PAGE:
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So, the task of exposing those “constellationsof power” is impeded by the rush to “judgment” as the exemplary act of critique. For Adorno, the veryoperation of judgment serves to separate the critic from the social world at hand, a move which deratifiesthe results of its own operation, constituting a “withdrawal from praxis.” (23) Adorno writes that the critic’s“very sovereignty, the claim to a more profound knowledge of the object, the separation of the idea from itsobject through the independence of the critical judgment threatens to succumb to the thinglike form of theobject when cultural criticism appeals to a collection of ideas on display, as it were, and fetishizes isolatedcategories.”(23) For critique to operate as part of a praxis, for Adorno, is for it to apprehend the ways inwhich categories are themselves instituted, how the field of knowledge is ordered, and how what itsuppresses returns, as it were, as its own constitutive occlusion. Judgments operate for both thinkers asways to subsume a particular under an already constituted category, whereas critique asks after theocclusive constitution of the field of categories themselves. What becomes especially important forFoucault in this domain, to try to think the problem of freedom and, indeed, ethics in general, beyond judgment: critical thinking constitutes this kind of effort.In 1978, Foucault delivered a lecture entitled, “What is Critique?”,
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a piece that prepared the wayfor his more well-known essay, “What is Enlightenment?” (1984). He not only asks what critique is, butseeks to understand the kind of question that critique institutes, offering some tentative ways of circumscribing its activity. What remains perhaps most important about that lecture, and the moredeveloped essay that followed, is the question form in which the matter is put. For the very question, “whatis critique?” is an instance of the critical enterprise in question, and so the question not only poses theproblem—what is this critique that we supposedly do or, indeed, aspire to do?—but enacts a certain mode
 
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of questioning which will prove central to the activity of critique itself.Indeed, I would suggest that what Foucault seeks to do with this question is something quitedifferent from what we have perhaps come to expect from critique. Habermas made the operation of critique quite problematic when he suggested that a move beyond critical theory was required if we are toseek recourse to norms in making evaluative judgments about social conditions and social goals. Theperspective of critique, in his view, is able to call foundations into question, denaturalize social and politicalhierarchy, and even establish perspectives by which a certain distance on the naturalized world can be had.But none of these activities can tell us in what direction we ought to move, nor can they tell us whether theactivities in which we engage are realizing certain kinds of normatively justified goals. Hence, in his view,critical theory had to give way to a stronger normative theory, such as communicative action, in order tosupply a foundation for critical theory, enabling strong normative judgments to be made,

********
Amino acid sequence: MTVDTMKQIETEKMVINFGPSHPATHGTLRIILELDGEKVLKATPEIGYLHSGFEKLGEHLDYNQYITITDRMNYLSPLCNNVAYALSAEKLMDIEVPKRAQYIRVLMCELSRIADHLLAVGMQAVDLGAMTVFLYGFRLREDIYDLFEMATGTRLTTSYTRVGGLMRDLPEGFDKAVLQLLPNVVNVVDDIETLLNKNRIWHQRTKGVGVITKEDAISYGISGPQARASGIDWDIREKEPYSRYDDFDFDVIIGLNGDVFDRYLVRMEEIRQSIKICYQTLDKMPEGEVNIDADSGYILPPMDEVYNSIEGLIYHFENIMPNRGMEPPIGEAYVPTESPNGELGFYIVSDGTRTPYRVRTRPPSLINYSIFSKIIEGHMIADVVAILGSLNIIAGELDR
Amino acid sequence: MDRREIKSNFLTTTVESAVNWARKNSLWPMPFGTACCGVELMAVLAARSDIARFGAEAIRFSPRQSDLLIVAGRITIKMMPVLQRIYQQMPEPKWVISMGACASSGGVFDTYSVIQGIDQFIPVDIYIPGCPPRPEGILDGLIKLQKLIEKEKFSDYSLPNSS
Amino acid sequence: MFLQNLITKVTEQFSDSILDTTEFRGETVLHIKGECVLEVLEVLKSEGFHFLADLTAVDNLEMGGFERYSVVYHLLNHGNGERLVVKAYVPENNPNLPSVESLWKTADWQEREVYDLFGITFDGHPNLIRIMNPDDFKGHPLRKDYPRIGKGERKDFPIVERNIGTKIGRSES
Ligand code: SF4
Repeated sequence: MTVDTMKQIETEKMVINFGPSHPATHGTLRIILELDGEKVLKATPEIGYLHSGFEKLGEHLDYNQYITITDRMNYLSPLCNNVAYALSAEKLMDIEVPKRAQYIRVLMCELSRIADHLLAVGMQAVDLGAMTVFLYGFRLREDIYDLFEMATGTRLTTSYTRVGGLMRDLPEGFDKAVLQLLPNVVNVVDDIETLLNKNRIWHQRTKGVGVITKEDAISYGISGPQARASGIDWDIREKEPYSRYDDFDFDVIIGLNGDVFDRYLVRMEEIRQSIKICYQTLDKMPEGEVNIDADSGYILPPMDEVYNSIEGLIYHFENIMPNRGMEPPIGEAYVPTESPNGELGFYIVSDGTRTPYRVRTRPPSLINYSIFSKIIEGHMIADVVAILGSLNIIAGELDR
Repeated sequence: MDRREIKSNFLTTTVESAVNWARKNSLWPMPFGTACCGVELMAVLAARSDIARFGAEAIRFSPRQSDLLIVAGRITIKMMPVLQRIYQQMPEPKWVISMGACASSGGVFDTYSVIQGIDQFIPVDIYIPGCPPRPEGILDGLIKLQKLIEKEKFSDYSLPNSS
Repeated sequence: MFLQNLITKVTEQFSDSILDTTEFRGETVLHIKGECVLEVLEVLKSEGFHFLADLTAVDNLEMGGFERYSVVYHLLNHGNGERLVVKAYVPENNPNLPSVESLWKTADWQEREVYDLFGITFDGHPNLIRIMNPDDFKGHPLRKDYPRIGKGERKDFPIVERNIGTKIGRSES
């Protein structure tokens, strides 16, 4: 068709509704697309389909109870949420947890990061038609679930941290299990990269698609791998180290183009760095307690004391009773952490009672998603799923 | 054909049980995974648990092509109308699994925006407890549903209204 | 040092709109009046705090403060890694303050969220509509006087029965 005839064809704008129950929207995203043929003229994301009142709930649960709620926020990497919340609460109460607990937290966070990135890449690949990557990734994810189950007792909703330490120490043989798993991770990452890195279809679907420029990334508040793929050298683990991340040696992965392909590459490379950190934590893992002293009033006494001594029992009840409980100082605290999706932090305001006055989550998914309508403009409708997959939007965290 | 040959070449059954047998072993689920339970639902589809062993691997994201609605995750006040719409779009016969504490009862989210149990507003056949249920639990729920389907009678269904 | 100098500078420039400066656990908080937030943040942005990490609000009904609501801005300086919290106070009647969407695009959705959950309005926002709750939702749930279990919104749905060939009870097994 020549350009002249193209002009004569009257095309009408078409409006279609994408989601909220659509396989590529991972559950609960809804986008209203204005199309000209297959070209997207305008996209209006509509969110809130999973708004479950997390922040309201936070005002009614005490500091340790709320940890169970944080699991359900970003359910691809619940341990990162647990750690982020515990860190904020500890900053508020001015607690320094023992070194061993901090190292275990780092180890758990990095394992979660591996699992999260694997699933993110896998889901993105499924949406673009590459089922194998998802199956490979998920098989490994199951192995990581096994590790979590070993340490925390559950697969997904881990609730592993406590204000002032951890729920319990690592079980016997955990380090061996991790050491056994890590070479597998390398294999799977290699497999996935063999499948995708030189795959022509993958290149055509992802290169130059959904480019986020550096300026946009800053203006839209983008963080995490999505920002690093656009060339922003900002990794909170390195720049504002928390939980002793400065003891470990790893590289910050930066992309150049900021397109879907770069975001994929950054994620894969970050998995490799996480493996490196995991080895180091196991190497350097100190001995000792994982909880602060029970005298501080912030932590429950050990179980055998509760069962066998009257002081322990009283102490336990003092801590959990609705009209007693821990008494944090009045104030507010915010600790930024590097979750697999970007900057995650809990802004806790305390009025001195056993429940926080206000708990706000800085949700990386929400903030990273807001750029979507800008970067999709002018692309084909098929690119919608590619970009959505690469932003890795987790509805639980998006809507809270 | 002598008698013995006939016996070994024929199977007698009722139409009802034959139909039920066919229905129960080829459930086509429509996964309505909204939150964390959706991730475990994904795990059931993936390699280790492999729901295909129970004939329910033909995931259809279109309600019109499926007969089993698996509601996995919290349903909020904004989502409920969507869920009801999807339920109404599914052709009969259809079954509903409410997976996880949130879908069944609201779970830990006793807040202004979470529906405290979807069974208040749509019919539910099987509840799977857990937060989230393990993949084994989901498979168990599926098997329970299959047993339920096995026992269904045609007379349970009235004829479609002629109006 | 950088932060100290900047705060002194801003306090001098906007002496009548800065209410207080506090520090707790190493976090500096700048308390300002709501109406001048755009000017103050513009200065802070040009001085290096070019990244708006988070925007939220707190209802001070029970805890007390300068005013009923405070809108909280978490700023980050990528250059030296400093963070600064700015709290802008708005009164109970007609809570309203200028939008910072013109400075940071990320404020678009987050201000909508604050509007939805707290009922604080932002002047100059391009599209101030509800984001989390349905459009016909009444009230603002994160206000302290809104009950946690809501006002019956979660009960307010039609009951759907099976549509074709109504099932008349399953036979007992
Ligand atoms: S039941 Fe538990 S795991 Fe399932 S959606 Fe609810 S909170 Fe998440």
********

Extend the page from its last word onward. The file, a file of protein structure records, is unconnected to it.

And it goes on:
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and for politicsnot only to have a clear aim and normative aspiration, but for us to be able to evaluate current practices interms of their abilities to reach those goals. In making this kind of criticism of critique, Habermas becamecuriously uncritical about the very sense of normativity he deployed. For the question, “what are we to do?”presupposes that the “we” has been formed and that it is known, that its action is possible, and the field inwhich it might act is delimited. But if those very formations and delimitations have normative consequences,then it will be necessary to ask after the values that set the stage for action, and this will be an importantdimension of any critical inquiry into normative matters.And though the Habermasians may have an answer to this problem, my aim today is not to rehearsethese debates nor to answer them, but to mark the distance between a notion of critique that ischaracterized as normatively impoverished in some sense, and another, which I hope to offer here, which isnot only more complex than the usual criticism assumes but which has, I would argue, strong normativecommitments that appear in forms that would be difficult, if not impossible, to read within the currentgrammars of normativity. Indeed, in this essay, I hope to show that Foucault not only makes an importantcontribution to normative theory, but that both his aesthetics and his account of the subject are integrallyrelated to both his ethics and politics. Whereas some have dismissed him as an aesthete or, indeed, as anihilist, I hope to suggest that the foray he makes into the topic of self-making and, by presupposition, intopoiesis itself is central to the politics of desubjugation that he proposes. Paradoxically, self-making and